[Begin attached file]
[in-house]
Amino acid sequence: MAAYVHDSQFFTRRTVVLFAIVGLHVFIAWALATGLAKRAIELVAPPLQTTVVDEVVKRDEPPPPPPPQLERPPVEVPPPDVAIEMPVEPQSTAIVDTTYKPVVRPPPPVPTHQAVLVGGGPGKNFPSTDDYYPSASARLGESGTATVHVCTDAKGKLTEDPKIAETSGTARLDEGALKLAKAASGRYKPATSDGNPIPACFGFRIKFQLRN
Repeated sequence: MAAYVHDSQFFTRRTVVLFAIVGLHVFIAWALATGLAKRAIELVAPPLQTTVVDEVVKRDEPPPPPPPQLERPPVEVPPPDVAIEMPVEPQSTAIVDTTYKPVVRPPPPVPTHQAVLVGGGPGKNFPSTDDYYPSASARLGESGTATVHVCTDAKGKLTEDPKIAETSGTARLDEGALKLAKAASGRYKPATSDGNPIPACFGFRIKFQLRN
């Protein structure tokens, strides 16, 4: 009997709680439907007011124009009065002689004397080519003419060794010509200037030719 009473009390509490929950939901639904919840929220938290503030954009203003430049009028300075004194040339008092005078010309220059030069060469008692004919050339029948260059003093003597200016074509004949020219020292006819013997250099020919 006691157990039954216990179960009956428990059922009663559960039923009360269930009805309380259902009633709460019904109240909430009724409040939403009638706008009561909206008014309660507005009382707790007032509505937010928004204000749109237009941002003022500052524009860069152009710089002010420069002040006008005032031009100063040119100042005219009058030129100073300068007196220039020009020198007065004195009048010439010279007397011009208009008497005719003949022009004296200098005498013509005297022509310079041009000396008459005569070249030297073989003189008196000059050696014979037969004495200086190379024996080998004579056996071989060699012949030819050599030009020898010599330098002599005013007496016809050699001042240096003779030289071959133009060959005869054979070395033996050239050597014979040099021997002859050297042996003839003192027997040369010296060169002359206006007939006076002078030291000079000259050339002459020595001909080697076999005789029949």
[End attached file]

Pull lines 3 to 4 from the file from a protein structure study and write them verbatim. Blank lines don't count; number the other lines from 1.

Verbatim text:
Repeated sequence: MAAYVHDSQFFTRRTVVLFAIVGLHVFIAWALATGLAKRAIELVAPPLQTTVVDEVVKRDEPPPPPPPQLERPPVEVPPPDVAIEMPVEPQSTAIVDTTYKPVVRPPPPVPTHQAVLVGGGPGKNFPSTDDYYPSASARLGESGTATVHVCTDAKGKLTEDPKIAETSGTARLDEGALKLAKAASGRYKPATSDGNPIPACFGFRIKFQLRN
């Protein structure tokens, strides 16, 4: 009997709680439907007011124009009065002689004397080519003419060794010509200037030719 009473009390509490929950939901639904919840929220938290503030954009203003430049009028300075004194040339008092005078010309220059030069060469008692004919050339029948260059003093003597200016074509004949020219020292006819013997250099020919 006691157990039954216990179960009956428990059922009663559960039923009360269930009805309380259902009633709460019904109240909430009724409040939403009638706008009561909206008014309660507005009382707790007032509505937010928004204000749109237009941002003022500052524009860069152009710089002010420069002040006008005032031009100063040119100042005219009058030129100073300068007196220039020009020198007065004195009048010439010279007397011009208009008497005719003949022009004296200098005498013509005297022509310079041009000396008459005569070249030297073989003189008196000059050696014979037969004495200086190379024996080998004579056996071989060699012949030819050599030009020898010599330098002599005013007496016809050699001042240096003779030289071959133009060959005869054979070395033996050239050597014979040099021997002859050297042996003839003192027997040369010296060169002359206006007939006076002078030291000079000259050339002459020595001909080697076999005789029949």